There are always norms and standards over the years, some old and some new. Qin makers should be widely read and erudite, starting by following the norms. With time, necessary experience is accumulated before one starts to have one’s own particular norms. Yet, in spite of one’s experience and particular norms, one should abide by the basic principles of qin making. The shape design and tone characteristics can be different according to personal aesthetic point of view and craftsmanship. But the basic principles of the qin styles (or forms) never change. If we deviate too far from the basics of qin styles, it is no longer a qin. I still remember how my Shakuhachi, or Japanese flute, teacher Heihachiro Tsukamoto once asked me: “Mr Zhizang, have you ever thought of using modern high-technology or innovative concepts to reform qins in qin-construction, so that they look more up to date and scientific?” I replied with a no, saying, “As a musical instrument, qin achieved perfection as early as the prime Tang Dynasty when the basic styles were already established and there was no need for refinement. There are others who hold the view that electronics need to be upgraded constantly to be applicable. But with qins, the older the better. If there should be any improvements to be made, it is more in the refinement of the shapes or curves, perhaps, or the width and length of the qin body. The color of the lacquer can vary according to personal preferences. As far as the tone quality is concerned, the inherent characteristics of the qin must be kept. The tones may vary, either resonant, clear, soft or smooth, they should be essentially authentic qin sounds. Mr Tsukamoto expressed after hearing my reply that old instruments should stick to old norms. People today shouldn’t recklessly make unnecessary changes and innovations. Otherwise, there will be confusion between the old and the new qins. They are not the “correct cognition and views”, nor the “correct paths and practices”.
While there are old norms and new norms, the craftsmanship is personal. No matter what norms are adopted, the critical question is how to make masterpieces. To make qins, the first thing required of the qin maker is that he/she must be a qin lover, skilled in qin playing and able to differentiate the tone quality. Carpentry and knowledge of the lacquer are also necessary before one can start crafting qins. Beginners can start by learning from a good master, or learn by self-exploration. In selecting masters, one should look for people who are skilled and ethical. As far as qin-constructing skills are concerned, one should try to stay away from people who only know the theory but have no hands-on experience or are very clumsy while doing it or people who do things for name and fame, pretending to know what they know little of. If you cannot find a skillful master, you would do better learning on your own than following the wrong person. How can we tell the difference between the real and the false qin makers? It can be told in the use of a variety of tools, from adzes, planes, axes and saws to palette knives and putty knives. Other criteria include whether a good qin has actually been made by the person, whether the person in question can play the qins, adjust the strings and the music played is pleasant to the ear due to solid skills rather than just showing off some techniques. In a word, the person should be a real qin maker rather than a fake.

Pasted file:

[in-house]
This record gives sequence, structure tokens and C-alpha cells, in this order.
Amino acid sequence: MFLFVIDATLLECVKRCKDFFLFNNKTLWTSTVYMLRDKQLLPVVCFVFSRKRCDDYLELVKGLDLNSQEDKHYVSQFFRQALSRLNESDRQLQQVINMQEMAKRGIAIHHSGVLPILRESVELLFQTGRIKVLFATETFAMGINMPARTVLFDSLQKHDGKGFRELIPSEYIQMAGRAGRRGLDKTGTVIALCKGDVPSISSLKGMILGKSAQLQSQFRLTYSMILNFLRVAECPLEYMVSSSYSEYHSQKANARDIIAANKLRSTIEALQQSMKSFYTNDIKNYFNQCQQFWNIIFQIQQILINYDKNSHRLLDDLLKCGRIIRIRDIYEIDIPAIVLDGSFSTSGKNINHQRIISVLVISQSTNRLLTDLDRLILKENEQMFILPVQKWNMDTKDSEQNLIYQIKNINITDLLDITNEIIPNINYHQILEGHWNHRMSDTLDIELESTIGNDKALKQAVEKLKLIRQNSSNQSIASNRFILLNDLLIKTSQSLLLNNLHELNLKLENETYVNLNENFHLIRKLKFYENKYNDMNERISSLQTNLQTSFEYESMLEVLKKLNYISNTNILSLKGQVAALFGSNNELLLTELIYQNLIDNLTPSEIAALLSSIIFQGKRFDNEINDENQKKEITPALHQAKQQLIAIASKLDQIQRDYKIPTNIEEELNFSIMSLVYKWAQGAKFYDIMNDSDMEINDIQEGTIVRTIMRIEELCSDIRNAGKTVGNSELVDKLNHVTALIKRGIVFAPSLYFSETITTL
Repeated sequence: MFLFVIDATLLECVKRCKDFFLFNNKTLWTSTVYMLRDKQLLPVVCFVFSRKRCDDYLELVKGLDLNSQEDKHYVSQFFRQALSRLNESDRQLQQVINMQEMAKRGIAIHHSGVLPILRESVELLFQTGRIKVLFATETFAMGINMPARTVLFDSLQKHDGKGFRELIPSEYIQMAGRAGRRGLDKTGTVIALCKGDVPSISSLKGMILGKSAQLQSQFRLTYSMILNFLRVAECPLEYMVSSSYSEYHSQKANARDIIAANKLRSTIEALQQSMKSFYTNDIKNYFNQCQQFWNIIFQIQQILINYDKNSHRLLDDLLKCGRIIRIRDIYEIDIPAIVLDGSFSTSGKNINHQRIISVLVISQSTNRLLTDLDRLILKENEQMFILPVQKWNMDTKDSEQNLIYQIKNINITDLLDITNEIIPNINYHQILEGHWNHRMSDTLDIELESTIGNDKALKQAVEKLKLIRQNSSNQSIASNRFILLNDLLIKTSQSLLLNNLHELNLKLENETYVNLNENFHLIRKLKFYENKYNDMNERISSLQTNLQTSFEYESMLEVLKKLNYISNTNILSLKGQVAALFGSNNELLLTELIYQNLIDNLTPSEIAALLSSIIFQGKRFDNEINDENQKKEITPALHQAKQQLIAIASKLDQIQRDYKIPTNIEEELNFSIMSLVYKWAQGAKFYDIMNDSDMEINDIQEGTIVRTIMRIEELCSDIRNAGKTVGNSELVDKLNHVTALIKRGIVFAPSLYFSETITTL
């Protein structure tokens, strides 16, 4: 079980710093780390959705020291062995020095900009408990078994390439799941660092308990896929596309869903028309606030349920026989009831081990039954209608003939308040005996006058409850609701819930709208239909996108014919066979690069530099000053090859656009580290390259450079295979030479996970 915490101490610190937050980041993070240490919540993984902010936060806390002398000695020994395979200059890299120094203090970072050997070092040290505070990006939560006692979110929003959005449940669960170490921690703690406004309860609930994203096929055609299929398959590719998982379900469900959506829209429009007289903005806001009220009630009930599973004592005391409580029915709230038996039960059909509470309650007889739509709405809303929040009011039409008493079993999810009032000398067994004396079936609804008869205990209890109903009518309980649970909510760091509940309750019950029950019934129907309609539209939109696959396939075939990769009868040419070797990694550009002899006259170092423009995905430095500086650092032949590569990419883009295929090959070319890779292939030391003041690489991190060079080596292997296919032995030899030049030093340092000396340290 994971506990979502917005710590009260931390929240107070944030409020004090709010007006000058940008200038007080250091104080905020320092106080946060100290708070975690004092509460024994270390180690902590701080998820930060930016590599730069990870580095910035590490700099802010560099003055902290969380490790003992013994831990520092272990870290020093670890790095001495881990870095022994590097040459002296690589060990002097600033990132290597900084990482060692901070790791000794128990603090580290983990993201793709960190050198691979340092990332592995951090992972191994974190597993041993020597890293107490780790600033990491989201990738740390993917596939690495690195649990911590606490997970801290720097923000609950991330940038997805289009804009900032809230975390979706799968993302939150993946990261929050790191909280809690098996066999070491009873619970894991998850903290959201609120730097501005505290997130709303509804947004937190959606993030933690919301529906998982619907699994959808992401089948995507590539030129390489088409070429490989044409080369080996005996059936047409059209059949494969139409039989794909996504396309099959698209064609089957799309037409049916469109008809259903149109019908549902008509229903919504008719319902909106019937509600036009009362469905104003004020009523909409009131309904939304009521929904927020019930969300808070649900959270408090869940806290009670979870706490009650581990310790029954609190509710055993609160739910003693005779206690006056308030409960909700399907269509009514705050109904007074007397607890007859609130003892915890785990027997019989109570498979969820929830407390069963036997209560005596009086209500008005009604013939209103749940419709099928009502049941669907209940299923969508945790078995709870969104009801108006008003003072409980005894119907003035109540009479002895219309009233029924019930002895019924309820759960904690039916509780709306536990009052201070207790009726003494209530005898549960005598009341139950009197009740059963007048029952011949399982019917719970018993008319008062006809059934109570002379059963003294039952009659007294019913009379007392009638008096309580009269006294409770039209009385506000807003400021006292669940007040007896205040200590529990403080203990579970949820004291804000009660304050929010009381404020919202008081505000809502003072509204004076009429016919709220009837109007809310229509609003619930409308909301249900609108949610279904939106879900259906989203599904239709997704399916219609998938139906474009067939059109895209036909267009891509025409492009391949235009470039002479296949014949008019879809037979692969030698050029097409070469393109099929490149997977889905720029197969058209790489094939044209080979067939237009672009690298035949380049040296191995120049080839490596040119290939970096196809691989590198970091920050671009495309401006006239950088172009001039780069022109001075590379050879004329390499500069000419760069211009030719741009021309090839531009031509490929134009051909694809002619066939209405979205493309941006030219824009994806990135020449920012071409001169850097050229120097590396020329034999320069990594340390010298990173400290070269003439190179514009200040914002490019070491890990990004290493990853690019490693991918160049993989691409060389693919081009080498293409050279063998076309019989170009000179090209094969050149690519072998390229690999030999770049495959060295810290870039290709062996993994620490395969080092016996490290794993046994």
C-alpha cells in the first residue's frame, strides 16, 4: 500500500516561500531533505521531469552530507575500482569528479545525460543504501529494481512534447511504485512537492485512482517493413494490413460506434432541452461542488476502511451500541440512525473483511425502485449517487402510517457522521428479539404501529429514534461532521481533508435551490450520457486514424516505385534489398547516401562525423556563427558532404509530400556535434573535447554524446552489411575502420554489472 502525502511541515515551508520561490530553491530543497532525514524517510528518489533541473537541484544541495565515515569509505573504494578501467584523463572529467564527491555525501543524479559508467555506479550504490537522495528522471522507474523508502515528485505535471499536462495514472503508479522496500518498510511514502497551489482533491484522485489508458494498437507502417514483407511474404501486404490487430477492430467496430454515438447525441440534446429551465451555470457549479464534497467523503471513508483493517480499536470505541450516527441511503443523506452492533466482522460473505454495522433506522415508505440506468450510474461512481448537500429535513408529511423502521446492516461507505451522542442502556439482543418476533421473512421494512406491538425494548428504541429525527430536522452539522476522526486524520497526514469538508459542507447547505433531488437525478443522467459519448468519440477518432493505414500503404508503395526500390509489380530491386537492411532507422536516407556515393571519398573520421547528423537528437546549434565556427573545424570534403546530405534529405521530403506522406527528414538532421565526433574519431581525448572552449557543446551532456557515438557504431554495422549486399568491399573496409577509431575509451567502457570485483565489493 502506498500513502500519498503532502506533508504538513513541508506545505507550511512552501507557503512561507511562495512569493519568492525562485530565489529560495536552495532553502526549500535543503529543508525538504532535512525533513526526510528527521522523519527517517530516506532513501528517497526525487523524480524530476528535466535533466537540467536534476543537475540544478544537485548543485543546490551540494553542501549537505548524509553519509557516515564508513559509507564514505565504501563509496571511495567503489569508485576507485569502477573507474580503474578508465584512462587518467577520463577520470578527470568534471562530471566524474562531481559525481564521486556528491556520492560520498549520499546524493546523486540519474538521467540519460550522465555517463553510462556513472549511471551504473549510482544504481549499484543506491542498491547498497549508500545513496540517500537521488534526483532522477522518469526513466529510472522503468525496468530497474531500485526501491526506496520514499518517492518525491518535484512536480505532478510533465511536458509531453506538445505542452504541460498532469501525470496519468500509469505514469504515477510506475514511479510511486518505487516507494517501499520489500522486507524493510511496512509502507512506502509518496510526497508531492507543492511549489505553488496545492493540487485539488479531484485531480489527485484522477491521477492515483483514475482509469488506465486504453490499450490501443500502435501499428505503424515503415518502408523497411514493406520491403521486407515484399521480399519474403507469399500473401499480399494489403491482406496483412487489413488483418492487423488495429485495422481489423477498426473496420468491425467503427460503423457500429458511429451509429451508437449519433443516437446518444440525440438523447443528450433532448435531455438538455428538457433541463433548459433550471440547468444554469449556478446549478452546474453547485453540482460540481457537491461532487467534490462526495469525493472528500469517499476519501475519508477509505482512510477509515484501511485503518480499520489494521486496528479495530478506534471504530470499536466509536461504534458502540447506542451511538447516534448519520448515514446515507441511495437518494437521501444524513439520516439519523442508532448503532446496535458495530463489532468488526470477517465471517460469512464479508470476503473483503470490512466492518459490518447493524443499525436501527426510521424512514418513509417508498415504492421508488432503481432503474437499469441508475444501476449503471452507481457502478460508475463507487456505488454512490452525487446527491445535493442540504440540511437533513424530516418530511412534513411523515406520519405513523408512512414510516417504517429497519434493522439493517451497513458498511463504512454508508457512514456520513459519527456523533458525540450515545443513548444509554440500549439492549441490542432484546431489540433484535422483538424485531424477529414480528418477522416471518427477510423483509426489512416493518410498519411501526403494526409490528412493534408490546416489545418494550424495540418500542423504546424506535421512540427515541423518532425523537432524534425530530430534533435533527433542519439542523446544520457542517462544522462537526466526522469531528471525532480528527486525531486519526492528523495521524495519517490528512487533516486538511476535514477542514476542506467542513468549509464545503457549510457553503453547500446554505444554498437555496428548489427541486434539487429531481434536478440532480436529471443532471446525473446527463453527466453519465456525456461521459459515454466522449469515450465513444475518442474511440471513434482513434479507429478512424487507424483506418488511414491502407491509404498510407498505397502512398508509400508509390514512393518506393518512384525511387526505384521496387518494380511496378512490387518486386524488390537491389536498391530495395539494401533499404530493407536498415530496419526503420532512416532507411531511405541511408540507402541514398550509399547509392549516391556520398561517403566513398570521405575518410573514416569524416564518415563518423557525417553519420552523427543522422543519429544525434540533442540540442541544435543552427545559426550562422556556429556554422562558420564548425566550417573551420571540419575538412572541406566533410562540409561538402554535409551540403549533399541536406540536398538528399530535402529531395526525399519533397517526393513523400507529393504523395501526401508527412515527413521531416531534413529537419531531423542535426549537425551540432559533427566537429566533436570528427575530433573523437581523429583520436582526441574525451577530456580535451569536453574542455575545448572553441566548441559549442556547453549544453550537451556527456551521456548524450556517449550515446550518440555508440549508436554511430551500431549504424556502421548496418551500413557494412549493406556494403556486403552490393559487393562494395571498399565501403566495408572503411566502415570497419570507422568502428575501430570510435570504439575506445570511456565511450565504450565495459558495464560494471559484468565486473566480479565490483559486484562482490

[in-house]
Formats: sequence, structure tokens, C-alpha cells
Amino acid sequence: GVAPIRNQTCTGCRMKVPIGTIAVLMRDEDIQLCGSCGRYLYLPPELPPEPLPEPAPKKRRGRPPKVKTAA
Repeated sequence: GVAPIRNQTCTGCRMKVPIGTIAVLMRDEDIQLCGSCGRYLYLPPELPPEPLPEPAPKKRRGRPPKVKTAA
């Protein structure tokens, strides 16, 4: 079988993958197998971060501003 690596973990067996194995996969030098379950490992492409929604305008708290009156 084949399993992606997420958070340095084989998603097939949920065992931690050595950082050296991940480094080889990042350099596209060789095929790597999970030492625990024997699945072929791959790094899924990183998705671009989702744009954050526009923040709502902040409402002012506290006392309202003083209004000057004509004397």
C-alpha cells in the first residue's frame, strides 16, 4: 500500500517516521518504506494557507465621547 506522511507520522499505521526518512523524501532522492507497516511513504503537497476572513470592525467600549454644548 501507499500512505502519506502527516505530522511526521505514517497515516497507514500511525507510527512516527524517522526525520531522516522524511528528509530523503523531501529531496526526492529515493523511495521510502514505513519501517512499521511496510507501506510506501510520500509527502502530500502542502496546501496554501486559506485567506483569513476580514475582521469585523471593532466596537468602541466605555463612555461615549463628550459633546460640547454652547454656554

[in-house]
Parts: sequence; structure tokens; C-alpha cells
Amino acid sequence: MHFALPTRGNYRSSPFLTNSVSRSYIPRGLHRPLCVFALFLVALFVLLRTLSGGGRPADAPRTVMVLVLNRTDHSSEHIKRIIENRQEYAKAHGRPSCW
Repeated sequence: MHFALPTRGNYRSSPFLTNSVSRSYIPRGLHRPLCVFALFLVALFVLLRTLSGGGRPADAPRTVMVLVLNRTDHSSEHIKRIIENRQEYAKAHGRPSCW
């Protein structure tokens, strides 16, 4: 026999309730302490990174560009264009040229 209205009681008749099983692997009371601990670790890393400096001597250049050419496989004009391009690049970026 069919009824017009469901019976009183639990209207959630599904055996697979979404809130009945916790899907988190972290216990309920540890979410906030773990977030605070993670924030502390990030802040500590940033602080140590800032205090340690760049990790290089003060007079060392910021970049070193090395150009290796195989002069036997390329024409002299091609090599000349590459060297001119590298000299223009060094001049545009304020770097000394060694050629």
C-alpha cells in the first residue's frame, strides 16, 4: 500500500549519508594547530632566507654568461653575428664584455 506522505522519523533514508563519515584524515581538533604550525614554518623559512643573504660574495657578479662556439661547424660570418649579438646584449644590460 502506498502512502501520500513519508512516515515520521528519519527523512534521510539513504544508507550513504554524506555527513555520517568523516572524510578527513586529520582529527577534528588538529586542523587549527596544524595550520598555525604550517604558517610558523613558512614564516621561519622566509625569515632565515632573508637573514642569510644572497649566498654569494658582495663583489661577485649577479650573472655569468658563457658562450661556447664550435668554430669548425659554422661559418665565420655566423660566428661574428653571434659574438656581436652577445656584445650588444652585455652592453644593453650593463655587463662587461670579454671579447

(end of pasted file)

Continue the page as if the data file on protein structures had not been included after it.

While I have shown how to differentiate a real qin maker from a fake, whether or not you want to learn to make qins depends on your own sincerity and commitment. If you sincerely want to construct qins and yet cannot find a good teacher, it is not impossible to learn it by doing it. Taking my personal experience as an example. When I first started making qins, I didn’t know where to find a teacher. Therefore, I had to learn it by trial and error for a dozen years before I developed a systematic way of my own. A connoisseur will be able tell how good the qins I have made are when the actual instruments, with all their merits and demerits, are presented. I have taught a dozen students how to make qins, over a period of three years, all of whom make it their business to craft qins. While coaching them, I often told my students that qin construction skills are no different from our attitude towards anything else. The top priority is sincerity. They must remember not to mix with people of doubful character and ruin their reputation. A bad tree will not bear good fruit. If one doesn’t have a down-to-earth attitude, one will get nowhere, as a person or as a craftsman.
Although I have developed my own ways to craft qins, I am never complacent or content in transmitting my skills or creating new instruments. The next qin has the promise of being a good one. With the qin I am still working on, I am often dissatisfied and, in doing so, my skills improve incessantly. If we become complacent, our skills will not grow. As for the ways to craft qins, what we learn from the books tends to be shallow. We need to be fully engaged in qin making to improve our skills. If we want to get good results, we must get our feet wet and our hands dirty. We can only develop our “know how” through practice.